The indiscriminate support for federal intervention in the Federal District and Bonapartist intervention by Brazil’s highest courts — which carried out the institutional coup of 2016 — by sectors of the institutional Left, such as the PSOL is an expression of confidence in this regime and its institutions, which have and will turn against the workers and the Left themselves. We cannot forget that federal intervention in 2017, declared by coup leader Michel Temer, led to the assassination of Marielle Franco and the repression and terrorizing of Black communities and favelas. These same forces were used in Brasília against the labor movement and social movements during demonstrations on the Esplanade against the labor reform of 2017 and against demonstrations by organizations of indigenous activists in 2021.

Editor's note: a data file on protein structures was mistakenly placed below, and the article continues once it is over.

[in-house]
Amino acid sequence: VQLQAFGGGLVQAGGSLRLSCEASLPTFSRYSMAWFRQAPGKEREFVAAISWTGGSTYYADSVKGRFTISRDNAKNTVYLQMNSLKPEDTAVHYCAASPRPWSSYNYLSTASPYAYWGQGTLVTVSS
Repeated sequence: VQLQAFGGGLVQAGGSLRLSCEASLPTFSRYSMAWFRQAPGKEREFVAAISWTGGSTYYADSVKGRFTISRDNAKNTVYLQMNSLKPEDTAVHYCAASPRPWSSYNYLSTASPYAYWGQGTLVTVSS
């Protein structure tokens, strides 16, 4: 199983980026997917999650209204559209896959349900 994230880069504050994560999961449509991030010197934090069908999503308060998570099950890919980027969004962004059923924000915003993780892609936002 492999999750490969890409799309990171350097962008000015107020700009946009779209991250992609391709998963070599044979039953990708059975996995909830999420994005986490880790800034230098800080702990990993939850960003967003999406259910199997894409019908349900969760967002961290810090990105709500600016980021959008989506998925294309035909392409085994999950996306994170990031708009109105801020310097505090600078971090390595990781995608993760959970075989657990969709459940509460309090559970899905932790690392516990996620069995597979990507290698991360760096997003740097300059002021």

The reaction by the regime and its most ardent supporters — whose authority was challenged by the events of January 8 — has been to seize on this moment to further contain Bolsonarism. Rodrigo Pacheco, president of the Senate, Arthur Lira, president of the Chamber of Deputies, and members of the Supreme Court, have all made statements on the matter, strongly condemning these events.

A few days before the storming of government buildings on January 8, Lula’s Minister of Defense, José Múcio, declared that the groups of extreme right-wing supporters camping outside the barracks of the Armed Forces for days were “acts of democracy.” This politician — exalted by the military and Bolsonaro and recently appointed by Lula, and who was once a member of ARENA, the party of the military dictatorship — openly stated that he has relatives and acquaintances among the sectors who took part in the events in Brasília.